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"Queen and Slim" aestheticizes Black trauma

Courtesy Universal Pictures

By Taylor Crain     12/3/19 9:03pm

Rating: ★★★½☆

“What if God wanted me to die and I ruined His plan?”

“Queen and Slim” had been on my mind since the film was announced. Written by Lena Waithe (“The Chi” and “Master of None”) and directed by Melina Matsoukas (“Formation”), “Queen and Slim” marketed itself as a film portraying The Great Black Love Story of our time by depicting police brutality from a Black perspective. It seemed too good to be true — and perhaps it was. 

I originally imagined it as something akin to the On the Run II Tour by Beyonce and Jay Z, but with the social awareness of critical race theory and the influence of work by activists such as Patrisse Cullors. The hype within and outside of the Black community was immeasurable as the ads rolled out and we saw two dark-skinned actors cast as Queen (Jodie Turner-Smith of “The Last Ship”) and Slim (Daniel Kaluuya of “Get Out”). 

If you are solely attuned to the visuals and music, you will most definitely be awestruck and inspired. But if you are also attuned to the realities of protest culture, the harmful stereotypes surrounding Black love and the urgent necessity for Black people to create our own paths towards healing, you will be left frustrated and unsatisfied. 

“Queen and Slim” is raw — beautiful, toxic, fearful and bold — in its depiction of Blackness. Matsoukas is without a doubt a visionary. There are countless moments of powerful cinematography. The sizzle of catfish in a cast iron skillet. Delicate acrylic nails taking down 4c hair in long black braids. The shades of brown skin and brown eyes of a majority dark-skinned cast glowing in every type of lighting. Colorful shotgun houses in New Orleans. Black couples young and old dancing under lime green and red light in a tucked-away juke joint off a Mississippi country road. These images are perfectly complemented with Dev Hynes’ score and an impressive soundtrack including Lil Baby, Syd, Lauryn Hill and Blood Orange.

“Queen and Slim” desires to tackle existential questions of how Black people — especially Black lovers — can exist outside of the White gaze,  escape systemic violence and not only survive but thrive. There is much to applaud in Waithe and Matsoukas’ bravery to even allude to such questions. However, the nuance and contextual awareness needed to successfully engage with these questions was absent for most of the film. “Queen and Slim” name-drops and hints at a few concepts such as  black exceptionalism, black radicalism, the Black Panthers, prison labor, Assata Shakur and the Underground Railroad. But it felt as if the film’s script was outdated in terms of its politics and needed much more exploration into the implications of the symbolism it adopts. The film relies too heavily on “woke” one-liners and slam poetry-esque dialogue to add pseudo-depth, backstory and social context to quickly connect the dots of its underdeveloped storytelling. This led some Black critics to see the film as an ironic commodification of the struggle, a perpetuation of Black trauma as a genre, and a shallow work of protest art.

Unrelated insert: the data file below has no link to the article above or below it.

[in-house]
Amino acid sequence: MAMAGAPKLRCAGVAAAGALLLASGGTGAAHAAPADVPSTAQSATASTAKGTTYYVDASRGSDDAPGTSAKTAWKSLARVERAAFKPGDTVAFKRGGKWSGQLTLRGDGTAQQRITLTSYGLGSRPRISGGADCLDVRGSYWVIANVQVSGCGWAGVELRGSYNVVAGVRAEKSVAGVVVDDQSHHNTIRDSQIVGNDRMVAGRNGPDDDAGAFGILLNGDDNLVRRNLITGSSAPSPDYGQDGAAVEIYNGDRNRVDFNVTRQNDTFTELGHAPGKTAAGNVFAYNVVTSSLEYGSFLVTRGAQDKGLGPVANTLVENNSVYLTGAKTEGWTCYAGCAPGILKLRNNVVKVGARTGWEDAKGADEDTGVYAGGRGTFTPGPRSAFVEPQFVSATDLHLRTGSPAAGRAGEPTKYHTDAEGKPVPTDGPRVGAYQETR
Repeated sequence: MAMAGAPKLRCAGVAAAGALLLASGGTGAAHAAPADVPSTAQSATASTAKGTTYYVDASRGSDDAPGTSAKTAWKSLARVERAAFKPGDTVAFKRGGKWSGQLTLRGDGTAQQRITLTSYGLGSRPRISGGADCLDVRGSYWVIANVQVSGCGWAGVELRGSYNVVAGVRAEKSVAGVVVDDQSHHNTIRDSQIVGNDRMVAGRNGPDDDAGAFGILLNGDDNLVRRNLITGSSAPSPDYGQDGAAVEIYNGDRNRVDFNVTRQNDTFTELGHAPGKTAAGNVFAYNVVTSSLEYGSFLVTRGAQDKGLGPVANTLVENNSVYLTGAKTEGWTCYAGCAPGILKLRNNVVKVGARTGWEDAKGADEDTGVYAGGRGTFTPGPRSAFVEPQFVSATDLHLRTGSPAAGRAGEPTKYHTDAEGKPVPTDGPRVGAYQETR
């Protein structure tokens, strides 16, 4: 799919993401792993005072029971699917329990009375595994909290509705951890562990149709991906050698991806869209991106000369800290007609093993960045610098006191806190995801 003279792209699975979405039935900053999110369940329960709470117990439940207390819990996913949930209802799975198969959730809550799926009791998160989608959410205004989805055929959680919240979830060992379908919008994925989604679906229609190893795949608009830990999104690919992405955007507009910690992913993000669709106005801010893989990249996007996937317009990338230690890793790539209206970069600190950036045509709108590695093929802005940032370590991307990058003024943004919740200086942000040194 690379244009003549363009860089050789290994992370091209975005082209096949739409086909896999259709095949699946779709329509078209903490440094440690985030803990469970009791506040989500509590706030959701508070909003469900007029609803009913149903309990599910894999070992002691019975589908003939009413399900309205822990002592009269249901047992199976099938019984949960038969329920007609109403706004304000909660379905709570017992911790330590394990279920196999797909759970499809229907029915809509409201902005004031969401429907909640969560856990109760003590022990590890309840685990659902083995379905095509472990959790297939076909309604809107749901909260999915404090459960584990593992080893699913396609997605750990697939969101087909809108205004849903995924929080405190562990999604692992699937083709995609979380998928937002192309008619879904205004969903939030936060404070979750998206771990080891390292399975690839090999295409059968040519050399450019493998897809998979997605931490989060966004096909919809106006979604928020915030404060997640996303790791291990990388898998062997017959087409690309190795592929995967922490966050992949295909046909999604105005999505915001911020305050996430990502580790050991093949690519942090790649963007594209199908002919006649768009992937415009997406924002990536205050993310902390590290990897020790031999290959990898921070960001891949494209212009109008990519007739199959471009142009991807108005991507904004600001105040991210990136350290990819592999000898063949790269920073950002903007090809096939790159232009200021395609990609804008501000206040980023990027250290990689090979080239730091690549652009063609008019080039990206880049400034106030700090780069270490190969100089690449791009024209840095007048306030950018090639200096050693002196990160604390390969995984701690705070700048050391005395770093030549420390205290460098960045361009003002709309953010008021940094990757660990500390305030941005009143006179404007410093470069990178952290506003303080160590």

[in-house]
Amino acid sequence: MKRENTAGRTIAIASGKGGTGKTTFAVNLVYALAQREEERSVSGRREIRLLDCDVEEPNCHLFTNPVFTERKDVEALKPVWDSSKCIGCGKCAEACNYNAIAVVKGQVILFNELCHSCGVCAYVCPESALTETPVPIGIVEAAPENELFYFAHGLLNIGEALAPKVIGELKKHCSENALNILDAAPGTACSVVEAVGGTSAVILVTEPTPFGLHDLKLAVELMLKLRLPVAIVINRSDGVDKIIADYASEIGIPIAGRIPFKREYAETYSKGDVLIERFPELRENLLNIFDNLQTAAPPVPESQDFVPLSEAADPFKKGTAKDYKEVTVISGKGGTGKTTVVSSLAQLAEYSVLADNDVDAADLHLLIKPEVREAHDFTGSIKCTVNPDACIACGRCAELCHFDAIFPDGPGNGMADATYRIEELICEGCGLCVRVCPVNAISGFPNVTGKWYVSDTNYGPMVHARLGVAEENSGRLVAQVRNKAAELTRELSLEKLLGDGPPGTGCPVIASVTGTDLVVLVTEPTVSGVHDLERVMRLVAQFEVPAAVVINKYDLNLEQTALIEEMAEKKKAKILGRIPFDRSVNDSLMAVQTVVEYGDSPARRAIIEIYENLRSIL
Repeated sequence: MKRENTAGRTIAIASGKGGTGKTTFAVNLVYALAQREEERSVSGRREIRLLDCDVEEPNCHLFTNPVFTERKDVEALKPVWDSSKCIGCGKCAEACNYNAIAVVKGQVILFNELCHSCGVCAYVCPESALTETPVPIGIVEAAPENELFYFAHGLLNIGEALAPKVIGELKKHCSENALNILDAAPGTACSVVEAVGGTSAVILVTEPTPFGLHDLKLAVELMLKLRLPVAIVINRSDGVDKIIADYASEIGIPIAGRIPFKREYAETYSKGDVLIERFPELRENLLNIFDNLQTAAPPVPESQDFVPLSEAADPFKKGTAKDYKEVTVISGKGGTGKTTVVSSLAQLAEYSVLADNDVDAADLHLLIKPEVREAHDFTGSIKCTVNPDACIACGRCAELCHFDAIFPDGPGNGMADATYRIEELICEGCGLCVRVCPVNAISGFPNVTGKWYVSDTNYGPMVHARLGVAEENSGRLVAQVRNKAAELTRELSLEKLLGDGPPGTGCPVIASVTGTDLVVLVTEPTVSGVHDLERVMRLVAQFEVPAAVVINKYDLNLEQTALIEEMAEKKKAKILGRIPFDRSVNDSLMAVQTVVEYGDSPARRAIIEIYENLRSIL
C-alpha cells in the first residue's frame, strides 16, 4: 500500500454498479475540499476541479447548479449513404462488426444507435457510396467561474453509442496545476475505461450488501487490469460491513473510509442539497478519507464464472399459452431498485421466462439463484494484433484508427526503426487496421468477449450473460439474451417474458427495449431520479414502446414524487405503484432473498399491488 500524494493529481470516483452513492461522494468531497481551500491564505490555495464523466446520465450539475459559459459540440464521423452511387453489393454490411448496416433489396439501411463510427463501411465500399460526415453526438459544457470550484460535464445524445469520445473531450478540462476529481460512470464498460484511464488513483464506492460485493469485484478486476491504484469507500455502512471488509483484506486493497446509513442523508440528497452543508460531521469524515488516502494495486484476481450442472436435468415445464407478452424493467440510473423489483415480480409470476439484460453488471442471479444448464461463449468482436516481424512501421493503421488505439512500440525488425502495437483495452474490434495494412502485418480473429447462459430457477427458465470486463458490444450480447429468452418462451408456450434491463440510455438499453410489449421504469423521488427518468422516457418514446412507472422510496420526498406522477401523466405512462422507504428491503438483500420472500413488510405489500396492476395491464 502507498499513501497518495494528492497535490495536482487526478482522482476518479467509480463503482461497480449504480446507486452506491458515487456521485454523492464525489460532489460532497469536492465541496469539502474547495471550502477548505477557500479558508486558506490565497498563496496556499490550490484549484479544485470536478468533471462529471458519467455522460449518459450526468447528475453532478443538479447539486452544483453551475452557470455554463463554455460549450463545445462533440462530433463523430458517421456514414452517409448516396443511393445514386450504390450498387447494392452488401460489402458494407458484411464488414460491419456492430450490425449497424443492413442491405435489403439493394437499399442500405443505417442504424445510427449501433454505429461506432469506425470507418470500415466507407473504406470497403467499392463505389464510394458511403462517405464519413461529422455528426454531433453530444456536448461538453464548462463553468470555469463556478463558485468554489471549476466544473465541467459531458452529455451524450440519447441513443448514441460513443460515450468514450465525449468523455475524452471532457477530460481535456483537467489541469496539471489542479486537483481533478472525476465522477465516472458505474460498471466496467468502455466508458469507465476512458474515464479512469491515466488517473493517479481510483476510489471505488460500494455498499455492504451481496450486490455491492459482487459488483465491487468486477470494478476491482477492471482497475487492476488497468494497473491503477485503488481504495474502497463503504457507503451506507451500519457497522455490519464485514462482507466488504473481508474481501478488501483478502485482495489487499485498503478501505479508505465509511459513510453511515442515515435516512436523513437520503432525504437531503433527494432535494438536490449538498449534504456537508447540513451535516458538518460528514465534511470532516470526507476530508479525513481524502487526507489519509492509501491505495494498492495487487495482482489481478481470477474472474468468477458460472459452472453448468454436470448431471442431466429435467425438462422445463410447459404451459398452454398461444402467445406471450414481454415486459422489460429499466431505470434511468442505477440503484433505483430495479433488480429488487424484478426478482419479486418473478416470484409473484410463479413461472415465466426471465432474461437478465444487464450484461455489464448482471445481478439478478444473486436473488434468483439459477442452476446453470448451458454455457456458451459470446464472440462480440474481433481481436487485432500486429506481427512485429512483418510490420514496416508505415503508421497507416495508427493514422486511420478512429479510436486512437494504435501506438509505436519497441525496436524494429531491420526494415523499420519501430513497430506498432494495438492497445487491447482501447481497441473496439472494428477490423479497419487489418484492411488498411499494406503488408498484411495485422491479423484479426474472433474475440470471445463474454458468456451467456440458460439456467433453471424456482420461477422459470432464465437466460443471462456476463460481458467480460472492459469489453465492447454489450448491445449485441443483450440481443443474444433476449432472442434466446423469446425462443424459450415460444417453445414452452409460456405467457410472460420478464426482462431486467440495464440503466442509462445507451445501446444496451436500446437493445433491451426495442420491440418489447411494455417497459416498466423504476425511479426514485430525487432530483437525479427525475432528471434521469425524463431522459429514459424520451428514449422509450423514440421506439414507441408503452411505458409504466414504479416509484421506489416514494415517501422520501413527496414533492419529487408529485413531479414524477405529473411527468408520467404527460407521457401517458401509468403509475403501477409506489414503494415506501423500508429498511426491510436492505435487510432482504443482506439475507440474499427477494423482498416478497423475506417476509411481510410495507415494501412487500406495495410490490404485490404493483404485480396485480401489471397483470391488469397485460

These sentiments seem to be justified taking into account the problematic casting call for Queen, the leaked early version of the script and questionable commentary from Waithe. Waithe stated in a New York Times interview, referring to the death of four little black girls in the 1963 church bombing, “But if they didn’t [die], would we be as free as we are right now? There are so many sacrificial lambs in our past. It’s almost like Black death is necessary to set us free. And I grapple with that. All the time. That’s why I think I had to write this.”

The film plays a dangerous game in arguing counterintuitively that the Black experience is an inherently violent experience, by using an absurd and forced focus on meaning found only through death or close proximity to it. “Queen and Slim” requires a critical viewership who appreciates the way the lens frames Black mundane life and the power of the beautiful Black women behind it, but also acknowledges how the writing falls into several harmful Black stereotypes.

It makes sense that there is a divide within the Black community as to whether this film is enough as it is or if it leaves much to be desired. Regardless, there is a very valid and visceral frustration for those of us who desire to imagine beyond our current reality and not be satisfied with the aestheticization of traumatic circumstances that we are all too familiar with on social media and in our communities. 

When a film like “Queen and Slim” self-proclaims that it is “our story,” we must hold it accountable to the fact that a “Black story” is not synonymous with pain and suffering. Our story is not limited to the distance between our hearts and a gun. Our story in America may have begun with suffering, but it must and will not end with it. 

Come to your own conclusions and support this new era of black cinema. See “Queen and Slim” in theaters now. 

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